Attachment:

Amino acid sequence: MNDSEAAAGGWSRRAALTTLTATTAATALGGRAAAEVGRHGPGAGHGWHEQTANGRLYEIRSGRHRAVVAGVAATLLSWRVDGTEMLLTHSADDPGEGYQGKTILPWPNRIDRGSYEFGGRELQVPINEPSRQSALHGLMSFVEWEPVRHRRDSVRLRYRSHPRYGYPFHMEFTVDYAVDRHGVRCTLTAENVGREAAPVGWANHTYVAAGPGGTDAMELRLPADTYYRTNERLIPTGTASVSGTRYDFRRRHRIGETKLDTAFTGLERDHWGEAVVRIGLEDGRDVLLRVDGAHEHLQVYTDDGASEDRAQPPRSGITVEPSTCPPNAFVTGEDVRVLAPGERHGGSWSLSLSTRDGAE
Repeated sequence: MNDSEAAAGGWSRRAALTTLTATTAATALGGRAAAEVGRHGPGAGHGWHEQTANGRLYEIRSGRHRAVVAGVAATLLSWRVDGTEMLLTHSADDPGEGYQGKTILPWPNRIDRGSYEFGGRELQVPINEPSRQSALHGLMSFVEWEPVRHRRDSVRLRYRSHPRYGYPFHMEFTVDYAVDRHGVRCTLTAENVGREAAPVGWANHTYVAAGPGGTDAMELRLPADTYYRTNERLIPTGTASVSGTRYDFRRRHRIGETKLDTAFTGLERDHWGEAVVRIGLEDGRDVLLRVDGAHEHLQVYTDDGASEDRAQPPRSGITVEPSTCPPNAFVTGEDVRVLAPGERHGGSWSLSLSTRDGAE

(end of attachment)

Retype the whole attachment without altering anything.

Amino acid sequence: MNDSEAAAGGWSRRAALTTLTATTAATALGGRAAAEVGRHGPGAGHGWHEQTANGRLYEIRSGRHRAVVAGVAATLLSWRVDGTEMLLTHSADDPGEGYQGKTILPWPNRIDRGSYEFGGRELQVPINEPSRQSALHGLMSFVEWEPVRHRRDSVRLRYRSHPRYGYPFHMEFTVDYAVDRHGVRCTLTAENVGREAAPVGWANHTYVAAGPGGTDAMELRLPADTYYRTNERLIPTGTASVSGTRYDFRRRHRIGETKLDTAFTGLERDHWGEAVVRIGLEDGRDVLLRVDGAHEHLQVYTDDGASEDRAQPPRSGITVEPSTCPPNAFVTGEDVRVLAPGERHGGSWSLSLSTRDGAE
Repeated sequence: MNDSEAAAGGWSRRAALTTLTATTAATALGGRAAAEVGRHGPGAGHGWHEQTANGRLYEIRSGRHRAVVAGVAATLLSWRVDGTEMLLTHSADDPGEGYQGKTILPWPNRIDRGSYEFGGRELQVPINEPSRQSALHGLMSFVEWEPVRHRRDSVRLRYRSHPRYGYPFHMEFTVDYAVDRHGVRCTLTAENVGREAAPVGWANHTYVAAGPGGTDAMELRLPADTYYRTNERLIPTGTASVSGTRYDFRRRHRIGETKLDTAFTGLERDHWGEAVVRIGLEDGRDVLLRVDGAHEHLQVYTDDGASEDRAQPPRSGITVEPSTCPPNAFVTGEDVRVLAPGERHGGSWSLSLSTRDGAE